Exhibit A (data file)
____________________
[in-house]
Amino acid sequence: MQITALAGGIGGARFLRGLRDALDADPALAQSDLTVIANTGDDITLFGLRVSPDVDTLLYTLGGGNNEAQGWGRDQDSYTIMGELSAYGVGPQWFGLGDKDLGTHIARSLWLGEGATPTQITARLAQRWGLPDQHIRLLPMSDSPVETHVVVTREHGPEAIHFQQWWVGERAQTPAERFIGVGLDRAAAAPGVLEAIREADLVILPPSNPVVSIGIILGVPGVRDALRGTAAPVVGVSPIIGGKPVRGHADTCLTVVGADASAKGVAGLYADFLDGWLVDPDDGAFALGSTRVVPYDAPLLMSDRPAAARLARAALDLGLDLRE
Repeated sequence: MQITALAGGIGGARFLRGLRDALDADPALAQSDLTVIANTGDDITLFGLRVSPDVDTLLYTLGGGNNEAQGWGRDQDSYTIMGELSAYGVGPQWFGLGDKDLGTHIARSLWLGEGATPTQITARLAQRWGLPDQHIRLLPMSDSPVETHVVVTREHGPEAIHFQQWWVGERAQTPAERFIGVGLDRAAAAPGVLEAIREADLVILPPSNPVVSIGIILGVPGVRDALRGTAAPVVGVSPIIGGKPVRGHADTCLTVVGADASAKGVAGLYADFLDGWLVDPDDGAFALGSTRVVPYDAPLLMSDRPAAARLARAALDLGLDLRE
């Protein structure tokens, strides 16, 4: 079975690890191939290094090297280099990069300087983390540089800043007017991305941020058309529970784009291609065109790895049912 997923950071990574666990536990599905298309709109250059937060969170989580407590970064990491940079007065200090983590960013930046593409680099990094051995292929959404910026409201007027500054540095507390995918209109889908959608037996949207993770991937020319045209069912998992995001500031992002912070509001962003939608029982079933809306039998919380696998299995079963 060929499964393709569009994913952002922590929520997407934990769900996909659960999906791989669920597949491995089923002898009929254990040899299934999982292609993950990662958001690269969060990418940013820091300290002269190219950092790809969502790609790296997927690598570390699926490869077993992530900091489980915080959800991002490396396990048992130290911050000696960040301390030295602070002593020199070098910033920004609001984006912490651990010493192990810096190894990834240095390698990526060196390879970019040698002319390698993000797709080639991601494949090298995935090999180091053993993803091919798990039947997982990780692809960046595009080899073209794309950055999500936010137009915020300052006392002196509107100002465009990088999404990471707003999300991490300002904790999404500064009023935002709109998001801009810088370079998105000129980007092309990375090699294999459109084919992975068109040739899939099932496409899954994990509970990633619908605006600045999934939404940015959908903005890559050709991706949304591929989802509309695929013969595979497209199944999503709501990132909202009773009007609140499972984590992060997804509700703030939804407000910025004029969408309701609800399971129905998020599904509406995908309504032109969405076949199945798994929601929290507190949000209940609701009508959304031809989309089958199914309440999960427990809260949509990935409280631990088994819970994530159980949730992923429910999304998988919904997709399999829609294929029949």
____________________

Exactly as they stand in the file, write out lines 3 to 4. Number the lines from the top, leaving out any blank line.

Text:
Repeated sequence: MQITALAGGIGGARFLRGLRDALDADPALAQSDLTVIANTGDDITLFGLRVSPDVDTLLYTLGGGNNEAQGWGRDQDSYTIMGELSAYGVGPQWFGLGDKDLGTHIARSLWLGEGATPTQITARLAQRWGLPDQHIRLLPMSDSPVETHVVVTREHGPEAIHFQQWWVGERAQTPAERFIGVGLDRAAAAPGVLEAIREADLVILPPSNPVVSIGIILGVPGVRDALRGTAAPVVGVSPIIGGKPVRGHADTCLTVVGADASAKGVAGLYADFLDGWLVDPDDGAFALGSTRVVPYDAPLLMSDRPAAARLARAALDLGLDLRE
């Protein structure tokens, strides 16, 4: 079975690890191939290094090297280099990069300087983390540089800043007017991305941020058309529970784009291609065109790895049912 997923950071990574666990536990599905298309709109250059937060969170989580407590970064990491940079007065200090983590960013930046593409680099990094051995292929959404910026409201007027500054540095507390995918209109889908959608037996949207993770991937020319045209069912998992995001500031992002912070509001962003939608029982079933809306039998919380696998299995079963 060929499964393709569009994913952002922590929520997407934990769900996909659960999906791989669920597949491995089923002898009929254990040899299934999982292609993950990662958001690269969060990418940013820091300290002269190219950092790809969502790609790296997927690598570390699926490869077993992530900091489980915080959800991002490396396990048992130290911050000696960040301390030295602070002593020199070098910033920004609001984006912490651990010493192990810096190894990834240095390698990526060196390879970019040698002319390698993000797709080639991601494949090298995935090999180091053993993803091919798990039947997982990780692809960046595009080899073209794309950055999500936010137009915020300052006392002196509107100002465009990088999404990471707003999300991490300002904790999404500064009023935002709109998001801009810088370079998105000129980007092309990375090699294999459109084919992975068109040739899939099932496409899954994990509970990633619908605006600045999934939404940015959908903005890559050709991706949304591929989802509309695929013969595979497209199944999503709501990132909202009773009007609140499972984590992060997804509700703030939804407000910025004029969408309701609800399971129905998020599904509406995908309504032109969405076949199945798994929601929290507190949000209940609701009508959304031809989309089958199914309440999960427990809260949509990935409280631990088994819970994530159980949730992923429910999304998988919904997709399999829609294929029949």